In detail, US manufacturing production grew 11% since the dot.com bust (2000-03) and the ensuing economic turbulence of the 2001 and 2007-09 recessions, according to Manufacturing and Logistics: A Generation of Volatility & Growth, released today by the Ball State Center for Business and Economic Research (CBER) and Conexus Indiana.
“According to folklore, this has been a terrible generation for manufacturing and those who move goods,” says CBER Director Michael Hicks. “That isn’t really what the data say. Indeed, 2015 was a record manufacturing production year in inflation-adjusted dollars. While 2016 fell just short with some weakness in the first and second quarter, 2017 looks to be a new record year.”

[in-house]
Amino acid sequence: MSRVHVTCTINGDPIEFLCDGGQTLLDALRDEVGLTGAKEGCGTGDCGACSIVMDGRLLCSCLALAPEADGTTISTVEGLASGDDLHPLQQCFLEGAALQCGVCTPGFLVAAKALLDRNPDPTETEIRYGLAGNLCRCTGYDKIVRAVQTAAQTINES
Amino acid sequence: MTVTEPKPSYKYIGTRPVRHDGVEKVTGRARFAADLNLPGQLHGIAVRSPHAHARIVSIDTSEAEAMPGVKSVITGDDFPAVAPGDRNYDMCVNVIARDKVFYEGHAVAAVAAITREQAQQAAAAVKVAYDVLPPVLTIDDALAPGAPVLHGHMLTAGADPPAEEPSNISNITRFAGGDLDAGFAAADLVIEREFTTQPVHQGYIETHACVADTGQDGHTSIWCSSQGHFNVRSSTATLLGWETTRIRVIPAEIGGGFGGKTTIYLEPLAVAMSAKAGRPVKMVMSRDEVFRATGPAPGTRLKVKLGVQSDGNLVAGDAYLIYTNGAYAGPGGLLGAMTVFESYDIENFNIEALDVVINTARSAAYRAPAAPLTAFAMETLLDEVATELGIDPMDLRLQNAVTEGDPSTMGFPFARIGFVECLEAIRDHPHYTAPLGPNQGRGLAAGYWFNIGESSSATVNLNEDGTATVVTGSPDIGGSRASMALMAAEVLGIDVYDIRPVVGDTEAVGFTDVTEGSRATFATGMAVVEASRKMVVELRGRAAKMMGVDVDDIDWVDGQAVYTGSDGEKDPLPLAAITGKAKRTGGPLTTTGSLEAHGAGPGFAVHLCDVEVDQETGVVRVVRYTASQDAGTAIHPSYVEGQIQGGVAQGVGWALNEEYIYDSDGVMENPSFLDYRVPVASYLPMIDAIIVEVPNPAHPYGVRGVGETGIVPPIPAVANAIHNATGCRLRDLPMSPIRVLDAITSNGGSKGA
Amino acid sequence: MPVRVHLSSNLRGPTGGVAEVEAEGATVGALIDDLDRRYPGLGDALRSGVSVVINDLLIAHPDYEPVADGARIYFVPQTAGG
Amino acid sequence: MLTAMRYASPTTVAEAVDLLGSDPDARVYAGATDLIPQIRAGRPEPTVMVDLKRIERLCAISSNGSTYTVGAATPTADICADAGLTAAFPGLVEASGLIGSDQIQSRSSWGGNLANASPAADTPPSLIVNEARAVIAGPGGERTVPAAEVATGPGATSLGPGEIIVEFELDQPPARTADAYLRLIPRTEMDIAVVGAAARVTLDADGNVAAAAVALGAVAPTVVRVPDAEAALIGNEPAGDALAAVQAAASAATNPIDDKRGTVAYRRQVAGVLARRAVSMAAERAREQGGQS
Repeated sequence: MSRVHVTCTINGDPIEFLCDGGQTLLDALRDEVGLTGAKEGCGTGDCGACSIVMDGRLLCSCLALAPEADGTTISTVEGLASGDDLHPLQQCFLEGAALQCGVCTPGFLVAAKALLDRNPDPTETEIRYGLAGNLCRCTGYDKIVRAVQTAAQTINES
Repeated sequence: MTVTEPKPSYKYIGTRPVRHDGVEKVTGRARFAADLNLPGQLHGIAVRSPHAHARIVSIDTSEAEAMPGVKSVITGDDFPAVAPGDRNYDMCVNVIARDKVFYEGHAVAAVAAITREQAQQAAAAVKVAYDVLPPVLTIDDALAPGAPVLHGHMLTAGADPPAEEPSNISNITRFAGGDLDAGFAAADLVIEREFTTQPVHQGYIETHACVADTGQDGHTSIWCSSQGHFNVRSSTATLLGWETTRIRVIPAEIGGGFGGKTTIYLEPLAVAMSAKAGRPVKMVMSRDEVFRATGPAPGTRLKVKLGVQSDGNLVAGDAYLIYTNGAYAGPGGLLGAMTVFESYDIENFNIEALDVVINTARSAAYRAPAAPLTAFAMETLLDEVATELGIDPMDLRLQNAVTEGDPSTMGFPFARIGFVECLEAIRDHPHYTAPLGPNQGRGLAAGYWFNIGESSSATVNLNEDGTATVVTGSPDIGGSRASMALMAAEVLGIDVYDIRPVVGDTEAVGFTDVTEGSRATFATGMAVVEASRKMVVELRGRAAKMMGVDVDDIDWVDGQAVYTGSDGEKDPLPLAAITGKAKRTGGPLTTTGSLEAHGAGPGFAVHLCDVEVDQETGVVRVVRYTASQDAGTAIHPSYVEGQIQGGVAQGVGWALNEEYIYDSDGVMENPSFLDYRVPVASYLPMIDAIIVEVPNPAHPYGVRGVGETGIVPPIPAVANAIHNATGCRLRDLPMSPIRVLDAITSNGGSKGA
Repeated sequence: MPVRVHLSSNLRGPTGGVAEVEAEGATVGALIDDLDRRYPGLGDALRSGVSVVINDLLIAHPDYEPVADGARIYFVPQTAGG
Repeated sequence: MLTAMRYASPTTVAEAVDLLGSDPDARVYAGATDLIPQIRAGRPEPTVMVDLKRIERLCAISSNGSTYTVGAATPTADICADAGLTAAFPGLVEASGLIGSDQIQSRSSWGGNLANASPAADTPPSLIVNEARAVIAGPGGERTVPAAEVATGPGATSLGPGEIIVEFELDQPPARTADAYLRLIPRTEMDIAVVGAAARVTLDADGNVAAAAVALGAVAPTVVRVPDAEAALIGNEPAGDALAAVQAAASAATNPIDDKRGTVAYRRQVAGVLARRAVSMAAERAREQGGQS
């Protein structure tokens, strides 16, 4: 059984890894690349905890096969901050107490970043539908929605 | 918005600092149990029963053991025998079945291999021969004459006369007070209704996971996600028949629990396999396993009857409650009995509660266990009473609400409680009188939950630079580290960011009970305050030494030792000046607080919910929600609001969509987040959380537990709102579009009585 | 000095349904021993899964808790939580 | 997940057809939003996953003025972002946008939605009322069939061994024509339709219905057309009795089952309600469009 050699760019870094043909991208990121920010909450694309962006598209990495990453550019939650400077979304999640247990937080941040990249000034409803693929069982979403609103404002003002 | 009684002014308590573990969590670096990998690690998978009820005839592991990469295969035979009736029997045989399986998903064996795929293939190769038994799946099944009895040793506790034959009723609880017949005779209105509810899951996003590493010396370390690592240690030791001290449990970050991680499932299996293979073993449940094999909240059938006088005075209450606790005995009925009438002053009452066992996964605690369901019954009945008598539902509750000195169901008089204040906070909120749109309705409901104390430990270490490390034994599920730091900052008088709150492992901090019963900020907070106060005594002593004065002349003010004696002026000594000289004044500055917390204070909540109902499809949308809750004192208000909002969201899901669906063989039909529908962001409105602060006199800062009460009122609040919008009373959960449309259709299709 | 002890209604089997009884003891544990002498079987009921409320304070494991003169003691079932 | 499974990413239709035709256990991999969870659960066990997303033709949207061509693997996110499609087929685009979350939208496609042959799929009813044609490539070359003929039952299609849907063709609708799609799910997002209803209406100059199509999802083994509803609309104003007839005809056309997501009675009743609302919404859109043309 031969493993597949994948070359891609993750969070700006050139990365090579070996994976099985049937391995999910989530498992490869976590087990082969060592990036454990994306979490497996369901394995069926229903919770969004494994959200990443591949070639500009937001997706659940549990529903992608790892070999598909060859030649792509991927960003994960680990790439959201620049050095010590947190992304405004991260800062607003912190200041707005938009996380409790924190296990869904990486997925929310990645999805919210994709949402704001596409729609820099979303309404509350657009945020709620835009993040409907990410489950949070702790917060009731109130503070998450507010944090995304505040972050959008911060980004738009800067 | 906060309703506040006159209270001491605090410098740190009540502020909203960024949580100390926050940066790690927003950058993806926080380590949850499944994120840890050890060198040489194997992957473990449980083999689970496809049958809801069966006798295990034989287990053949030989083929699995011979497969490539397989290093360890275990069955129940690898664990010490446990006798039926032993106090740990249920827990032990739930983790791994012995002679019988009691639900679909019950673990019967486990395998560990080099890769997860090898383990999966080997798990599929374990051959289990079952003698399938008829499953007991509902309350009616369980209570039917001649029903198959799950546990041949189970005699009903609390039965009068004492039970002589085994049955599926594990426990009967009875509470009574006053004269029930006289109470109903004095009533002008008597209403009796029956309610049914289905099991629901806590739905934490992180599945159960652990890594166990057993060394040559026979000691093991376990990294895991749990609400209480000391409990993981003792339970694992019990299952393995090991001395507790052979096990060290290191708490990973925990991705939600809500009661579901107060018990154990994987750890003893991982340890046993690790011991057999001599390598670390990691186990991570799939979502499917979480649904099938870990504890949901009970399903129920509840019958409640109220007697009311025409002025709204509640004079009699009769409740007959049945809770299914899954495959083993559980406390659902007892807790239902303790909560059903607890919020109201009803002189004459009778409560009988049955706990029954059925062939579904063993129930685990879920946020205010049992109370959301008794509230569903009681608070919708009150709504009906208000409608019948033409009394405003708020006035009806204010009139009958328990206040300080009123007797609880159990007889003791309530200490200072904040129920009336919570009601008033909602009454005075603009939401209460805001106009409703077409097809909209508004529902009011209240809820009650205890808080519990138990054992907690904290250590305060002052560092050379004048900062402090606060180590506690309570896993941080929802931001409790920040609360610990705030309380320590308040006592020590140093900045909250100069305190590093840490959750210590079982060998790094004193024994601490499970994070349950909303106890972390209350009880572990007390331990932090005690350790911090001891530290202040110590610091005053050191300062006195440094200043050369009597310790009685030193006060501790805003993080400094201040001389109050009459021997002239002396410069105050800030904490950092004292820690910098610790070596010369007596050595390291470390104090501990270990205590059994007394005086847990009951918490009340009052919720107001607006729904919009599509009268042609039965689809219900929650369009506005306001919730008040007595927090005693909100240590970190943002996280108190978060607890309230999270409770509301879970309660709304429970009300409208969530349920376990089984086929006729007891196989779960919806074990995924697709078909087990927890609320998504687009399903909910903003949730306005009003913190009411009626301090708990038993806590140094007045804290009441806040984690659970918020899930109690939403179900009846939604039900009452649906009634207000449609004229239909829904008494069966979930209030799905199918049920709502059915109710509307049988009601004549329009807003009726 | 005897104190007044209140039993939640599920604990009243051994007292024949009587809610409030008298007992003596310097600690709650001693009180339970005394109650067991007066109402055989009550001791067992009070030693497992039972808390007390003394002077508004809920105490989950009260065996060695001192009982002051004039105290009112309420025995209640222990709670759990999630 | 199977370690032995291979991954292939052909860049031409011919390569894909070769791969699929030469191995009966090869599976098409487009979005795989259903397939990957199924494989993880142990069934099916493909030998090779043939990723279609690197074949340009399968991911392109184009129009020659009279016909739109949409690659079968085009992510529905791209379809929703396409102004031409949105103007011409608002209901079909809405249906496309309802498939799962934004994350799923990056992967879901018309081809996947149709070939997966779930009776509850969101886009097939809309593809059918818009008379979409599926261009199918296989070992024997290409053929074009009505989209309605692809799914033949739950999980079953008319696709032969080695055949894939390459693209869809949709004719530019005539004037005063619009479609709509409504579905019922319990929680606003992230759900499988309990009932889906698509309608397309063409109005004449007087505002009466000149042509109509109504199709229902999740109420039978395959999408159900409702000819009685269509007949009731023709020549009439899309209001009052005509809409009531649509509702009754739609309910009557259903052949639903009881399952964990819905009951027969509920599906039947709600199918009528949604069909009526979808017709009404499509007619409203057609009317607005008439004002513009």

More goods produced by fewer workers
“Most of the confusion about manufacturing and logistics is due to declining employment over the past generation,” Hicks adds. “The fact is, manufacturing firms have become very lean, and productivity growth means more goods produced with fewer workers.”
By way of explanation, three factors typically contribute to a decline in employment: the workforce is better educated and trained, increasing productivity; mechanization has displaced some workers; and improved processes, such Lean Six Sigma and other management methods, have increased manufacturing production, say the study’s authors.
Since peak manufacturing employment in 1979, the US has lost approximately 7.5 million manufacturing jobs but gained more than 9 million jobs in trade, transportation and utilities, the broadest measure of the logistics industry.
“Trade and productivity growth shifts job opportunities to other places and other sectors even as employment grows,” Hicks says. “We are at peak US employment right now.”
More info: http://conexus.cberdata.org/